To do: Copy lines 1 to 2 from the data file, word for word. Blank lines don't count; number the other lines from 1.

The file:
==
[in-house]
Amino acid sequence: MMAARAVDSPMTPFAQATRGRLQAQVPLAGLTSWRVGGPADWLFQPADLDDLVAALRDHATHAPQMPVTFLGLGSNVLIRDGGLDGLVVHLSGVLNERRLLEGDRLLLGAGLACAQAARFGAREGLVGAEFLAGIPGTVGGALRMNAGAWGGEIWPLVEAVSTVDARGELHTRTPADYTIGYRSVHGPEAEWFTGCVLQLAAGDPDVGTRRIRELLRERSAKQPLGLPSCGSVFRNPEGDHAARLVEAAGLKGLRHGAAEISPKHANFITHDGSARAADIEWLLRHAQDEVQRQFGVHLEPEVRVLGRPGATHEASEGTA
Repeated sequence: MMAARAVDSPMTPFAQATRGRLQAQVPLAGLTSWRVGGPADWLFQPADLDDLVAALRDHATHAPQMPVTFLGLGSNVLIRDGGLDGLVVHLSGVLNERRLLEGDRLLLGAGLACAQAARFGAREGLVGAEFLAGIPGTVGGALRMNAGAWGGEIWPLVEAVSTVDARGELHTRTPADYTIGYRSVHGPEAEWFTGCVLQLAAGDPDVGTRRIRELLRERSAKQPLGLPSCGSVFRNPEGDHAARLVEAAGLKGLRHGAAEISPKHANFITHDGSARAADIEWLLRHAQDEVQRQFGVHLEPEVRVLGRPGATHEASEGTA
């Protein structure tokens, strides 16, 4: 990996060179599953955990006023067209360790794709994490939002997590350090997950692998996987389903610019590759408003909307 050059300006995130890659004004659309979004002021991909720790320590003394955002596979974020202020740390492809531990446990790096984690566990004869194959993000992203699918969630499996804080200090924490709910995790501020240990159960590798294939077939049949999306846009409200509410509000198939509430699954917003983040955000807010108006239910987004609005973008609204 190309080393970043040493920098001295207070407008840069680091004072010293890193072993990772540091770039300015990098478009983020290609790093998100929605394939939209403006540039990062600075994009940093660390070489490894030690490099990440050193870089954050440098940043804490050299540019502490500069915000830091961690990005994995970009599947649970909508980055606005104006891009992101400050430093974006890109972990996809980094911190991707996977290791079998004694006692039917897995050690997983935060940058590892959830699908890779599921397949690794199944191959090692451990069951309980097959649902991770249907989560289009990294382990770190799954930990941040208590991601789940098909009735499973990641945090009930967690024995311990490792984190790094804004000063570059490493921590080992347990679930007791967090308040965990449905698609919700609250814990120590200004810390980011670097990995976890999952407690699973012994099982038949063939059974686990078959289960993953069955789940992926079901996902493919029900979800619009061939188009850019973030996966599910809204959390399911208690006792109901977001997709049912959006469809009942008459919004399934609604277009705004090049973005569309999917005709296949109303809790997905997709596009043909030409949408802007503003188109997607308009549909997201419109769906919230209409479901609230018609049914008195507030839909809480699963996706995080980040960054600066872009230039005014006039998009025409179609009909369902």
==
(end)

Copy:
[in-house]
Amino acid sequence: MMAARAVDSPMTPFAQATRGRLQAQVPLAGLTSWRVGGPADWLFQPADLDDLVAALRDHATHAPQMPVTFLGLGSNVLIRDGGLDGLVVHLSGVLNERRLLEGDRLLLGAGLACAQAARFGAREGLVGAEFLAGIPGTVGGALRMNAGAWGGEIWPLVEAVSTVDARGELHTRTPADYTIGYRSVHGPEAEWFTGCVLQLAAGDPDVGTRRIRELLRERSAKQPLGLPSCGSVFRNPEGDHAARLVEAAGLKGLRHGAAEISPKHANFITHDGSARAADIEWLLRHAQDEVQRQFGVHLEPEVRVLGRPGATHEASEGTA